Puerto Vallarta, Mexico

I don’t like to make a big fuss about my birthday every year because I’m not a fan of aging, but turning 40 is kind of a big deal. I think it’s natural when you hit certain milestones to pause, reflect, take stock of things. Am I where I expected to be at this point in my life? What’s working and what isn’t? Am I on the right path? If you asked me 10 years ago to predict where I would be right now, there’s no way I could have predicted this. I feel like the luckiest person alive. I’m not saying I’m 100% satisfied with every aspect of my life. What I need to work on the most is myself, the things I want to improve about myself. Most people who know me might laugh at the idea that I’m not 100% satisfied with myself. I tend to give the impression that I think I’m perfect. I am pretty awesome, but not without my flaws. Every new day offers the potential to be a better version of yourself, and I want to work toward being kinder, more generous, more compassionate, less petty, less insecure, less lazy. There’s a lot I need to work on, but there’s a lot I like about myself too. The very best parts about me and my life are the people in my life, and I am so incredibly grateful for them. I’m not usually this much of a cornball but old age has made me sentimental. I decided to embrace the latest version of myself by celebrating in style.

For my birth week we rented a six bedroom villa with a three person staff to cater to six couples living the good life in Puerto Vallarta. The first half of the week was party time with friends and the second half was family time, for which my mom and the kids flew in. The villa was optimally configured for sprawling out, relaxing, and lounging poolside or on the beach with a drink. Luz kept our rooms clean, Sergio prepared our daily meals, and Emilio took care of things like calling taxis and serving food and drinks. Tom bonded with Emilio so much that the day after we left Puerto Vallarta, Tom sighed, “I miss Emilio. I wonder if he’s thinking about me too.” I’m pretty sure Emilio didn’t miss having to unclog the toilet after Tom’s transgressions. I myself had a hard time adjusting to the “no toilet paper in the toilet” rule. The minor inconveniences were far outweighed by the luxuries. The villa was situated on one of the nicest beaches in Jalisco; soft sand, beautiful water, never overly-crowded. It was great to chill and hang out, which is what we did most of the time. We did go out to dinner on the night of my birthday but I was exhausted by that time. I blame Niah. She knows what she did. I perked up a little after dinner when we stopped by a salsa club to listen to live music. The following day was a bit of an accidental orgy when we all got spa treatments in a group setting. I like my friends and everything but not enough to choose to be naked in the same room with them.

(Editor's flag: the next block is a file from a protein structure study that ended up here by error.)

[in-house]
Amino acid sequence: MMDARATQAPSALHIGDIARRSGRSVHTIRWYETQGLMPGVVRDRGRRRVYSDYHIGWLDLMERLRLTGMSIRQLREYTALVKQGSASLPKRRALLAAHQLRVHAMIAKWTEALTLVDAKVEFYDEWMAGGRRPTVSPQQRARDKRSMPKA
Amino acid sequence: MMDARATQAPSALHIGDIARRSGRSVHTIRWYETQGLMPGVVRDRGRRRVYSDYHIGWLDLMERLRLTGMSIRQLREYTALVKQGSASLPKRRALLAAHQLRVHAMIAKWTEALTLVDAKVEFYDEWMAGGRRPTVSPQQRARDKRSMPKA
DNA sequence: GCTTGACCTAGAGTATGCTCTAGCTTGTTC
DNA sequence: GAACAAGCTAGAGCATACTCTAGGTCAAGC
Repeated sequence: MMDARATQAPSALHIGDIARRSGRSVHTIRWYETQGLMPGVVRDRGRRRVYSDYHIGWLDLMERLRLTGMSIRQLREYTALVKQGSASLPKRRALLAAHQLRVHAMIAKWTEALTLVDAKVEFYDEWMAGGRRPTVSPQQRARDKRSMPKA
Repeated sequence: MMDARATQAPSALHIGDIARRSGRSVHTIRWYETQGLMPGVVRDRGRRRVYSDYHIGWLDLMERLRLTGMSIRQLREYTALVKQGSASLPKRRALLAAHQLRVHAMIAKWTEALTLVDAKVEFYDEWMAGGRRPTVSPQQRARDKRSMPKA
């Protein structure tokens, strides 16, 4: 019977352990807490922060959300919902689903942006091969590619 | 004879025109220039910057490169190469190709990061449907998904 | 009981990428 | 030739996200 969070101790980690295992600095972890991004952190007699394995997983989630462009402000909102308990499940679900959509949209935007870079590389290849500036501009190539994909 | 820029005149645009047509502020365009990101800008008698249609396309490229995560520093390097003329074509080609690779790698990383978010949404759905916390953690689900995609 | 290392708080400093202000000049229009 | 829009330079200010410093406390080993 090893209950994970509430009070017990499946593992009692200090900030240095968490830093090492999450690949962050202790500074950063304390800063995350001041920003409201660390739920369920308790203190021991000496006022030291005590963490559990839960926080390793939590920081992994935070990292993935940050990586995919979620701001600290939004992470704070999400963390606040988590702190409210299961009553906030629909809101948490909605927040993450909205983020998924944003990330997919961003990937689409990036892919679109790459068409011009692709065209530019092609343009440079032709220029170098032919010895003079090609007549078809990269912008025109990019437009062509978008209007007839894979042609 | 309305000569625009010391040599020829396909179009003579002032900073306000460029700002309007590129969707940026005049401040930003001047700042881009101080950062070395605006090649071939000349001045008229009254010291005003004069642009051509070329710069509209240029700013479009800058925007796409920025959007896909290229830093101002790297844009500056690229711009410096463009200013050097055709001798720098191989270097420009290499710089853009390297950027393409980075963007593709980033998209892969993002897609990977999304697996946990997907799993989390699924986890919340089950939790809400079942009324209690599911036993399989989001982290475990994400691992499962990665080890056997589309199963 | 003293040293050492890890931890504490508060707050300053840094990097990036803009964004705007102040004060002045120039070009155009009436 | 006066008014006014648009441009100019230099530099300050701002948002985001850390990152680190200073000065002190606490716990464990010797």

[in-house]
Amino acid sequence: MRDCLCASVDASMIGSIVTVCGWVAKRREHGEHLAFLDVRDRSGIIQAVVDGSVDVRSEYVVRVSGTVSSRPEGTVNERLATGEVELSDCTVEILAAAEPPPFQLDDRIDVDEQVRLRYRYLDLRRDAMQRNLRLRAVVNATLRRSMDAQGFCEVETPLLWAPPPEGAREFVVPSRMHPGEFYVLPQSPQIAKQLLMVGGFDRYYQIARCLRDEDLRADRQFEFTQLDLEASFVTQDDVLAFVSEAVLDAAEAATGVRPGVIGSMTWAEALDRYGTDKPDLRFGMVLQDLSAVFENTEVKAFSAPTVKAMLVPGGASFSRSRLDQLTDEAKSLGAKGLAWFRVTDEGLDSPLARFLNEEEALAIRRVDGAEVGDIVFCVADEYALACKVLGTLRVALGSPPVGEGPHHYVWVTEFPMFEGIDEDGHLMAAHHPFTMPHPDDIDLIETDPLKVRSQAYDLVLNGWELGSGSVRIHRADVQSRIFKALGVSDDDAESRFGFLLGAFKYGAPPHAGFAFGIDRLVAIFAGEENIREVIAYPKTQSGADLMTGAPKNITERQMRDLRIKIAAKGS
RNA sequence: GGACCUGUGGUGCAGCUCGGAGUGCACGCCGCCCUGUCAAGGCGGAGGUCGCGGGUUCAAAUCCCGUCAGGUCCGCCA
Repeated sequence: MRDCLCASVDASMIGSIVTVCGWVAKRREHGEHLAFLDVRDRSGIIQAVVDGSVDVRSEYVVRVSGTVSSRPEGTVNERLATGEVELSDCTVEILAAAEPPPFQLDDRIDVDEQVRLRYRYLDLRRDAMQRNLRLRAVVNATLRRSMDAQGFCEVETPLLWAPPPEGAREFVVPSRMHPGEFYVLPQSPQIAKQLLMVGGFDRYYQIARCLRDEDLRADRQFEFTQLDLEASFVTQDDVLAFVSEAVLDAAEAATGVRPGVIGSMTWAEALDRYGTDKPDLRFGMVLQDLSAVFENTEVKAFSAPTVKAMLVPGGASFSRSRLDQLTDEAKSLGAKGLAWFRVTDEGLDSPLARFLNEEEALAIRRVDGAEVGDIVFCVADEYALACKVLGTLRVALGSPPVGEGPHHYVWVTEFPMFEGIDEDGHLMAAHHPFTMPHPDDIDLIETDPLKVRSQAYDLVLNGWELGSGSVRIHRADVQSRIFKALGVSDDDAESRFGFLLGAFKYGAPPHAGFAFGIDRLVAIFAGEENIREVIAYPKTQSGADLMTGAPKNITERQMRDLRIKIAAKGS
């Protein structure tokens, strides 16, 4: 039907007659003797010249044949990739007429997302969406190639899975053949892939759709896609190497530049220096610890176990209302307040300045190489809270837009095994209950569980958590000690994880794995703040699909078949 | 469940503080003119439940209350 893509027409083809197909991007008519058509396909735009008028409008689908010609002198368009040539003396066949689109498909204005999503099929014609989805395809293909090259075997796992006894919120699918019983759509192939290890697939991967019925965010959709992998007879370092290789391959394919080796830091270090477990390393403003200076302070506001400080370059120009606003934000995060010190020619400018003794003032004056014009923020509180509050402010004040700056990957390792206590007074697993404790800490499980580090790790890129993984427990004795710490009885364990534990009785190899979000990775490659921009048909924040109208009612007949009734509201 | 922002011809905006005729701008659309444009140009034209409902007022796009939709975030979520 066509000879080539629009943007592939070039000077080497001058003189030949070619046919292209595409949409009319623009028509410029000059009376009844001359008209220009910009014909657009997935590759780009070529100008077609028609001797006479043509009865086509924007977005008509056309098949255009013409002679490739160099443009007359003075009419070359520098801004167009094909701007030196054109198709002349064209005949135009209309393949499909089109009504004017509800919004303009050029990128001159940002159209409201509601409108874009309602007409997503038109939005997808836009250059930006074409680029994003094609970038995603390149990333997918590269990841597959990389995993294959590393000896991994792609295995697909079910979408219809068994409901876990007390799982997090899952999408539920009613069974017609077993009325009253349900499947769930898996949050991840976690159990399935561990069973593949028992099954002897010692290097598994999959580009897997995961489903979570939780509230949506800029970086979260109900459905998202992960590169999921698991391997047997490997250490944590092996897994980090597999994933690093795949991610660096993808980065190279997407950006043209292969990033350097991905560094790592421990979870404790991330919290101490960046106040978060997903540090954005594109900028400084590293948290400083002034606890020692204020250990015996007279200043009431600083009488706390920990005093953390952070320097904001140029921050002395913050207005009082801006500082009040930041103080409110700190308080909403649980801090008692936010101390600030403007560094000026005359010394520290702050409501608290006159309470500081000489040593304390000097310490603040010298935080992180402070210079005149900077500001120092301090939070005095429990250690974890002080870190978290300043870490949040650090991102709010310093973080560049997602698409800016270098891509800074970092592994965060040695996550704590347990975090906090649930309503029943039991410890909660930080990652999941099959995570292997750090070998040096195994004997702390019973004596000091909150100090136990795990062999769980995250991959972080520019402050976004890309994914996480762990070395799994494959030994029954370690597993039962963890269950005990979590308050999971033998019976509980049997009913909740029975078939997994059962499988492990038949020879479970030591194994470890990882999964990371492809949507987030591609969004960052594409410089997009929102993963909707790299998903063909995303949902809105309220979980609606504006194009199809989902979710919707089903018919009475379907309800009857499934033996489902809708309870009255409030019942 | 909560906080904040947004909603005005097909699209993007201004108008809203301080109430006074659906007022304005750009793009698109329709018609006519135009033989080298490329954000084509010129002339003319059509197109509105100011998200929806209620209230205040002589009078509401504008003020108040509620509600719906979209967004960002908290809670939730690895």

Throughout the week various individuals would say to me, “All of your friends are such nice, down-to-earth, cool people!” And I would be like, “Duh.” I don’t hang out with assholes. If you’re my friend you should be proud because it means you’re definitely not a loser. I have to give a special shout out to Brian and Ariana because they’re the only friends who have been to each of my “milestone” birthday parties since I started throwing them at 30. It takes dedication and loyalty to put up with me for that long, and to travel halfway around the globe to visit me during an existential crisis. We share common interests like extravagant tasting menus and shirking parental responsibilities. The walking food tour we did together in Old Town Puerto Vallarta was fantastic because it involved both.

And just when I started to miss the kids, they showed up. Family time consisted of good food, a boat trip to Yelapa, snorkeling in freezing cold water, basking in sunny warm weather, and just appreciating our many blessings. It was perfect, and exactly how I wanted to enter my 40s.